WRITTEN BY ADDIE HOLMES1
TO SISTER LILLA
Lowell Mass. April 14th 1873
No. 21 Lowell Corp.2
Dear Sister Lilla-
I was so glad to hear from you again. I am sure I don’t know when I heard from your own self, last, it was such a very long time ago; but I heard, last summer by way of friends that you were in Canada and I sometimes wondered if you were still there. What you would do next and I ought to write to Mrs. Sinclair-
but I have so much to do and many letters to write. If you see her give her my love, and if you like, you can read her as much of this letter, as you choose. I should like a talk with her, but that’s “out of the question”, and I’ve too much, to say to attempt to writing it.
I hope you will be prospered in your plans, if they are best, and I see no reason to doubt it.
Is it babyish? – I wish I could feel your arms about me, and one of your well remem-bered kisses on my lips. Please write soon – very soon. Sister Addie
1 Addie Lydia Holmes b: 1851, Strafford, NH; parents:
Daniel J. Homes and Eliza J. Foye.
2 Lowell Carpet Company, Market Street.
I’ve had a letter from Persie – I wish you and I were there tonight shall we ever meet again?
Let’s see – “what’s the news from Strafford.3 You knew Bill Clark and Emma Hazeltine were married
did you not? And Calvin Roberts, Herbert Caswell, Nettie Prescott also. Albertus Wood has let his place to
Mr. Caswell, and has gone to Bridgewater (VT) Frank Quimby is here in Lowell, working at stone-cutting. He went to church, with me yesterday A.M. – I think that is about all that I can tell you about S-
Thanks for the kind remembrances from “Grand-Mother” and “Uncle Darius”.
Please say to them that I am glad to be remembered; and am sure I shall never forget the Mother and brother, of one who was so dear to me.
When you write to Geo. –Tell him I am so glad toknow that he is trying to follow in the Master’s foot-steps. “Press on”, dear brother, a little while, to struggle, and then – love, rest, home and Mother. Dearest
Lilla, do not be so long silent again.
Write often, will you not? had you entirely forgotten your “one time” sister Addie. Your letter put such musings to flight - and my source of wondering since then, has been, when and what, will I write to Lilla
I realized, fully, I think, when I read your letter that you are no longer the Lilla of nine years ago! I remember how you looked that first autumn that I ever saw you. The many strange sayings and doings you said and did, and how you have changed, little by little, since, until – suddenly - before I had thought of such a thing, - I find the impulsive, loving little girl, metamorphosed into an enthusiastic, cultured, young woman. Great-indeed, has been that change from then, till now!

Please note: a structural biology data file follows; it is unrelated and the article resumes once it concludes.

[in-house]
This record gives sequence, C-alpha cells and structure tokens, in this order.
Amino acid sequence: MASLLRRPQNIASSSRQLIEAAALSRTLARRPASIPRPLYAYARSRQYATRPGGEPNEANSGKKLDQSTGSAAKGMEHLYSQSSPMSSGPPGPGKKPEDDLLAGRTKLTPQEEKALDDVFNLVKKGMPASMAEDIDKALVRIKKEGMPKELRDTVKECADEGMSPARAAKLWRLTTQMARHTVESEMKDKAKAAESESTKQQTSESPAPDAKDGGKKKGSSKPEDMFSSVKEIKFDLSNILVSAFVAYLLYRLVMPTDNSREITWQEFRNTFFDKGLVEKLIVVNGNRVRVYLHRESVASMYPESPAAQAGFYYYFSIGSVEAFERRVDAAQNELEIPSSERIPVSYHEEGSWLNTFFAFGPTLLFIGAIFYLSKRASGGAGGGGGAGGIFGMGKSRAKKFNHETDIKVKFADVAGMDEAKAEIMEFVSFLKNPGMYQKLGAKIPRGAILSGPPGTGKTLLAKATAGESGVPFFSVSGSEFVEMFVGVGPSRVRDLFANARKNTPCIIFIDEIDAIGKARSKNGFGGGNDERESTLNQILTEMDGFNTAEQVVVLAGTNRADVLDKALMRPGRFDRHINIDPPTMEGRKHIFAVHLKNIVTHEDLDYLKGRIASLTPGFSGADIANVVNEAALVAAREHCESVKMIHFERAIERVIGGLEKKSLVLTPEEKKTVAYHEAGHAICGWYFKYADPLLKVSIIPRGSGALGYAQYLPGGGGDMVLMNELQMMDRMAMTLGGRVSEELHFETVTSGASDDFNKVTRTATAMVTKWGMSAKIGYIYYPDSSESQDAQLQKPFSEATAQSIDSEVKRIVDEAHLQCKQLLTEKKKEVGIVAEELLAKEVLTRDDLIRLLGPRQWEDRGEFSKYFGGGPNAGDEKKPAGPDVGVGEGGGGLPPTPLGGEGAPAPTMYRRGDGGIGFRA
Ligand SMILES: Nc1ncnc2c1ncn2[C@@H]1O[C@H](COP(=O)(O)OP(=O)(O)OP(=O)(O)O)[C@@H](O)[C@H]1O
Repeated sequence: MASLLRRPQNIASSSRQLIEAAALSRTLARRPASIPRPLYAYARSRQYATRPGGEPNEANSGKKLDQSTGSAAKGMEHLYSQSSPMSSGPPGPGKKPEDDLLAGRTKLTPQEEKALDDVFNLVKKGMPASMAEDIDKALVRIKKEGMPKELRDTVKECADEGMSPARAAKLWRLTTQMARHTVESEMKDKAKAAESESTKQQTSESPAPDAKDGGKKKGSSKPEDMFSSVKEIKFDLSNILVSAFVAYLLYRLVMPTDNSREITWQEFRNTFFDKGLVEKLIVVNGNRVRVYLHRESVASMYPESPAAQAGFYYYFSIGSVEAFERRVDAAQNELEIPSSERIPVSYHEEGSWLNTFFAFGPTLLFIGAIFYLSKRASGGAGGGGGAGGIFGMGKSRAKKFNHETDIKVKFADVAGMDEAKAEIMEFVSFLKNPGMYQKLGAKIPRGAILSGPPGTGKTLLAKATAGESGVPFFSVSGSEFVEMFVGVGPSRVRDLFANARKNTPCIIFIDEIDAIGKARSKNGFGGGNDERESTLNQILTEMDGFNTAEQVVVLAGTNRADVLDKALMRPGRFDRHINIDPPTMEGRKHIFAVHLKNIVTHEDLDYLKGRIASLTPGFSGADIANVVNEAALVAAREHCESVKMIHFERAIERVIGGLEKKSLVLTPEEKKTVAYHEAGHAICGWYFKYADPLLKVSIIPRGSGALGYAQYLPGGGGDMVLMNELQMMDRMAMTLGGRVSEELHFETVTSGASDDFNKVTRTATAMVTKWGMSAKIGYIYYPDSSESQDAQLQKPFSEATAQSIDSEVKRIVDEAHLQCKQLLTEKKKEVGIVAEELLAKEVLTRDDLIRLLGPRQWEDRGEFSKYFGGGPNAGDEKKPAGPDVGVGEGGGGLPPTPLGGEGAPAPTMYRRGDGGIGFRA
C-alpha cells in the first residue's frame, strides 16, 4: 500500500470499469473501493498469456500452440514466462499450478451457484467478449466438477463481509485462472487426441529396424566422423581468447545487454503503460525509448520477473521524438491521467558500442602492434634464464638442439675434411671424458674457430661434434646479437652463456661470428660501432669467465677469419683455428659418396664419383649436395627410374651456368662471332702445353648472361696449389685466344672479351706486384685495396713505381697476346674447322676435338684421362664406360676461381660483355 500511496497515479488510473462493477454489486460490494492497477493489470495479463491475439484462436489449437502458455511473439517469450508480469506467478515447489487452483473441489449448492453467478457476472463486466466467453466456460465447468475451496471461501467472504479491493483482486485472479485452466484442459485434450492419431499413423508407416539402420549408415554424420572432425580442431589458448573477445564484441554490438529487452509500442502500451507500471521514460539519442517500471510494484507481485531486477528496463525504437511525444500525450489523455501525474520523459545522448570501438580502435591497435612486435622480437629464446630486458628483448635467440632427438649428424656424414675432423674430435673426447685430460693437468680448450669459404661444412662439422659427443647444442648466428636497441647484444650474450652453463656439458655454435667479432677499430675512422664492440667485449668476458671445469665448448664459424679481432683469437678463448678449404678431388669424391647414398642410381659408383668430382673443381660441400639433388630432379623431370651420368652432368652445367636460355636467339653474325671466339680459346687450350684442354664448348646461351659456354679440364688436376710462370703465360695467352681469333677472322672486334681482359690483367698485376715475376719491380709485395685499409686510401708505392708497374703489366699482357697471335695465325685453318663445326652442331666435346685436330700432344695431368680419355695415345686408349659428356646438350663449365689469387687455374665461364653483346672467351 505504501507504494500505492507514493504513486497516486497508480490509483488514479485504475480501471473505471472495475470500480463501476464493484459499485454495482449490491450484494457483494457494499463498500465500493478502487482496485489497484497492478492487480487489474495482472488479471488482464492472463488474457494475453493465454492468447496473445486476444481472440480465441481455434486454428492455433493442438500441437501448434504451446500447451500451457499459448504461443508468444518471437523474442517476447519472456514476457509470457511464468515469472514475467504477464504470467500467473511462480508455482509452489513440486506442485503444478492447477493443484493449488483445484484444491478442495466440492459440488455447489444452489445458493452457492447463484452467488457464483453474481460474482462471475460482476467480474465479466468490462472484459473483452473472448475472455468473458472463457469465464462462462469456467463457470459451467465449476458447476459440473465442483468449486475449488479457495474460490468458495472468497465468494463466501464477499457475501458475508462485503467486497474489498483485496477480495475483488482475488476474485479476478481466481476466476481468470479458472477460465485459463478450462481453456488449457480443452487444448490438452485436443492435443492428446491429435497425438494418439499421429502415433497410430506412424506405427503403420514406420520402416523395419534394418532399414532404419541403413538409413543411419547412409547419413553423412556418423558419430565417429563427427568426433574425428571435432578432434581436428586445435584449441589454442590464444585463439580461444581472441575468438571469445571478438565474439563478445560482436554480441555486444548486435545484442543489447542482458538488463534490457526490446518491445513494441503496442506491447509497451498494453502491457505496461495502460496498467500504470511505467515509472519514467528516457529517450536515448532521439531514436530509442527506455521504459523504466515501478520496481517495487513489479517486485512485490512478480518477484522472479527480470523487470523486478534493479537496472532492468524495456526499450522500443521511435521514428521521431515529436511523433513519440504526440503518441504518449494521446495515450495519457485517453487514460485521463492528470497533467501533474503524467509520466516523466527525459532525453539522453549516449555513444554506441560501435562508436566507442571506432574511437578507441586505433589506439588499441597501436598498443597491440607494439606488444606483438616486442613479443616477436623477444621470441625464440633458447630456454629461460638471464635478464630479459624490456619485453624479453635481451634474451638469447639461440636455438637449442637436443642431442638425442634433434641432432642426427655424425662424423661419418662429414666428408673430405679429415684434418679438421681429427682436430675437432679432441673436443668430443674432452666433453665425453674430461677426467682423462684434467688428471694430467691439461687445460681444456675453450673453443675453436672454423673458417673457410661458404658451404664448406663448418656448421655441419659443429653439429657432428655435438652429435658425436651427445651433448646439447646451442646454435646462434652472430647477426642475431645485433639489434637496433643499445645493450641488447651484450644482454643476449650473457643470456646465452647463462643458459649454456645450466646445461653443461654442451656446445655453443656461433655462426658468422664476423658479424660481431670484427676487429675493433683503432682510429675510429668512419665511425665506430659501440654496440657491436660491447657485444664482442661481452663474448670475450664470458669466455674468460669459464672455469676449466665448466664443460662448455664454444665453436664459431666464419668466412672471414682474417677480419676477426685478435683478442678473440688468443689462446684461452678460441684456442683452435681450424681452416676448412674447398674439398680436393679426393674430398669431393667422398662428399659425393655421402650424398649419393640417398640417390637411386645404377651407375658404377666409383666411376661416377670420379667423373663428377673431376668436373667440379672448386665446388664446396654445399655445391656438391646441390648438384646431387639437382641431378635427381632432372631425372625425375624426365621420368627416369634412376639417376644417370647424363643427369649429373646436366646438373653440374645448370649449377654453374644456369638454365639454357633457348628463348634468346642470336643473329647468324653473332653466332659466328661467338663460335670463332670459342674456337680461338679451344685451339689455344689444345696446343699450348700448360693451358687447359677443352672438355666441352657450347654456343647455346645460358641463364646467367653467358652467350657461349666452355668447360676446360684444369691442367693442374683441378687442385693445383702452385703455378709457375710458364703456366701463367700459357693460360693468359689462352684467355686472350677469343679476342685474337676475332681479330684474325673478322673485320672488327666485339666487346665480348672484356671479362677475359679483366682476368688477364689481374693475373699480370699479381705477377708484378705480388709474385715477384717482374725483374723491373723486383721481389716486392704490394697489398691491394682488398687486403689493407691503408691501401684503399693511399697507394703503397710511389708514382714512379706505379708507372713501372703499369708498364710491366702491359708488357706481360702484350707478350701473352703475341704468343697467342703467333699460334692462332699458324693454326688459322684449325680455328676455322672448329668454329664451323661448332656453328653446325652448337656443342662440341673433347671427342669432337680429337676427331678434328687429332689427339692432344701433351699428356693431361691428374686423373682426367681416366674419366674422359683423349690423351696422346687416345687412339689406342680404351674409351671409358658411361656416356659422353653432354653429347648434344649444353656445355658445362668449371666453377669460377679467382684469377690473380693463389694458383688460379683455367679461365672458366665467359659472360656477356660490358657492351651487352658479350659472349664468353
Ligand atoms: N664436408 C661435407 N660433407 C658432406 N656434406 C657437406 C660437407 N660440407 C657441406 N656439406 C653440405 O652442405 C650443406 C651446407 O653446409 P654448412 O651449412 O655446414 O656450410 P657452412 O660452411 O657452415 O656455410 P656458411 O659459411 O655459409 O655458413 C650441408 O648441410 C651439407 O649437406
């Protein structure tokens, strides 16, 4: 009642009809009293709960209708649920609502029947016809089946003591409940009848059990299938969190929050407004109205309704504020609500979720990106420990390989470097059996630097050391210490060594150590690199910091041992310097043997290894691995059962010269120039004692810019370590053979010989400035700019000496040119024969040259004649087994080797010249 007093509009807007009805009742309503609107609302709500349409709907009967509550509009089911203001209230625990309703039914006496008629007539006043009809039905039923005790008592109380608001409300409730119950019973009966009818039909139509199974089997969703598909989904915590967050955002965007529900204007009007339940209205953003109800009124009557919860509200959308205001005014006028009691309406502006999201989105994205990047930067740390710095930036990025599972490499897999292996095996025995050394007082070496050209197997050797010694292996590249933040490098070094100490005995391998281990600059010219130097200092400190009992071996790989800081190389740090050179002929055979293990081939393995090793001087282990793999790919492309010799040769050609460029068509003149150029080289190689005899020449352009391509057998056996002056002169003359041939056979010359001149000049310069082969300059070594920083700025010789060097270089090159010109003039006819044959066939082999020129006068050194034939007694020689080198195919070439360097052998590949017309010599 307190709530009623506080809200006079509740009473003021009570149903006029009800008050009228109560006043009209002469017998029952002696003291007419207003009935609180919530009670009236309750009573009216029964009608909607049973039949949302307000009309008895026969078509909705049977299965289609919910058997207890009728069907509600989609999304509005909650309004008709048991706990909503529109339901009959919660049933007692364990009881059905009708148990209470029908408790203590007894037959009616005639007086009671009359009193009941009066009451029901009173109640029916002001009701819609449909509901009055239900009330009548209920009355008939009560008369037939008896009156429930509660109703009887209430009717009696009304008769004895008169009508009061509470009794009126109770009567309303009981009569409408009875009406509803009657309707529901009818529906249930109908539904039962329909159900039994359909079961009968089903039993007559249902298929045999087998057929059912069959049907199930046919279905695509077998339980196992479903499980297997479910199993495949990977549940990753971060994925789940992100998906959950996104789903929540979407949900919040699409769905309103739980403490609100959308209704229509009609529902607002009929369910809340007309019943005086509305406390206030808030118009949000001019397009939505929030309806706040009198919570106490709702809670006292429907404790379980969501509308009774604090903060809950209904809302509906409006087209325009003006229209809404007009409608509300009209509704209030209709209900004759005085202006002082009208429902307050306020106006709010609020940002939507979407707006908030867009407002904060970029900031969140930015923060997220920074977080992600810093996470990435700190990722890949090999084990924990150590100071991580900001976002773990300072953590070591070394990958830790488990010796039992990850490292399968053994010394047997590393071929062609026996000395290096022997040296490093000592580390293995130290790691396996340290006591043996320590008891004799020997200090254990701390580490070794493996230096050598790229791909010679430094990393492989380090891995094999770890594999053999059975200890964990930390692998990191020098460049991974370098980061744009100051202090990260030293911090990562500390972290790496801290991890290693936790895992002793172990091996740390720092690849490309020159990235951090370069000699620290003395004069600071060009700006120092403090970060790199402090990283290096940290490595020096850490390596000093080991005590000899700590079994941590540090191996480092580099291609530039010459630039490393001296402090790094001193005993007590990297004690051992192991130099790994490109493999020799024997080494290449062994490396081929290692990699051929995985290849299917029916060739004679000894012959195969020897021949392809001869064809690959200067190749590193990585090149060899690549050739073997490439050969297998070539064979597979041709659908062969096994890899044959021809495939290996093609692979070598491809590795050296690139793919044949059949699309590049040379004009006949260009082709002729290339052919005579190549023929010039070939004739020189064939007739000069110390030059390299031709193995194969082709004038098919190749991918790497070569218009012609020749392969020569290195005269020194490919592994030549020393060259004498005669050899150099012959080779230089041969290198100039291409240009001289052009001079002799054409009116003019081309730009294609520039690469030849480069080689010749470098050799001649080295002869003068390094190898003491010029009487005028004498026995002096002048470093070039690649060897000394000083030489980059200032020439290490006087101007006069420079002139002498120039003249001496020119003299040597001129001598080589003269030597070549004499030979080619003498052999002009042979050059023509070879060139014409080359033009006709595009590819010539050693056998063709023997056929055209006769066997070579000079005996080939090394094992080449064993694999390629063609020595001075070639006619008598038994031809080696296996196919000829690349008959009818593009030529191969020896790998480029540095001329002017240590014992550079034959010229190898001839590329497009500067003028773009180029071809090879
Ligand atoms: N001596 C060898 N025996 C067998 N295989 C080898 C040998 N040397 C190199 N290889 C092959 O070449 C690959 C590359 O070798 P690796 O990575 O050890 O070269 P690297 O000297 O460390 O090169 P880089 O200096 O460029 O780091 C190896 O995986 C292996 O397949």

Your letter did me good, I think, and yet it roused such a conflict of desires and hopes and old unsatisfied longings after knowledge that my mind is no clearer yet than our mountain streams during an April freshet.
I do wish I didn’t find it so hard finding out what duty, is. I read of of people who seem to see two roads
ahead. The one, duty, the other inclination but, alas; who ever heard of five or six roads converging from one joint, and all of them, or at least, two or three, looking as though each was duty?
I am not to come to New Hampton this spring if ever. Almost every one I have ever talked with about it, favor my going to school. I wish to go so much; but on the other hand, - if I take my money and go to school, and then live to see my mother taken from me, killed by work, care, and anxiety, just as I “was going to” to be able to help her; and my brothers confirmed in a course of careless unconcern if not in actual “badness”; shall I not then bitterly regret that I had not given up the long -cherished and much-loved plan of going to school?
I have spoken of only two of the “roads”; - they seem to be the chief ones. A year ago or a little more, there was another road running beside these, but I turned my eyes from it, and now it lies stretching back into the past only. My feet may not walk there in again.
I am nearly sick, today. I went to church this A.M. and to s. School; but remained at home this P.M. and have read a little, and written a little, as you see. But I must go to meeting this evening I guess, so will finish this another time.
I am too tired for anything tonight but I ought to finish this, so will say something, and if it smacks too
strongly of the “dolefuls”, you must make due allowance for the state of body and mind in which it is written, Upon the whole, I think I will not write about myself tonight; I should be sorry tomorrow, for whatever I should Mother does not wish me to. She and my brothers and sister want me and need me. That is, provided I became to them, what I might, God helping me. Mother is very much broken to pieces for a woman of her years, has bought a farm, and partly paid for it and now is worried and worked far beyond her strength in the vain endeavor to pay for it.
She has Grand-mother to take care of and she , nearly helpless. My brothers both at home, and anxious to be doing something for themselves, and wishing the farm had never been purchased.
Susie is married---“For love”, on her part at least. I do not certainly know, but fear that love will be ere long about all she will have to live upon. –Perhaps I am on the wrong side of the picture, and see only the “shady side”, but it is real to me, at least.
If I put what money I have saved to go to school with into the farm (and I have already put in over a
hundred dollars) and then go home and devote myself to that. –Mother would be relieved of the care and worry, and would probably have a home after a time.
I might have more influence over my brothers, if I was with them, than any one else. Friends, here, say “don’t you do it”. The money will be only thrown away, and ever thing like that.
3 Stafford, New Hampshire.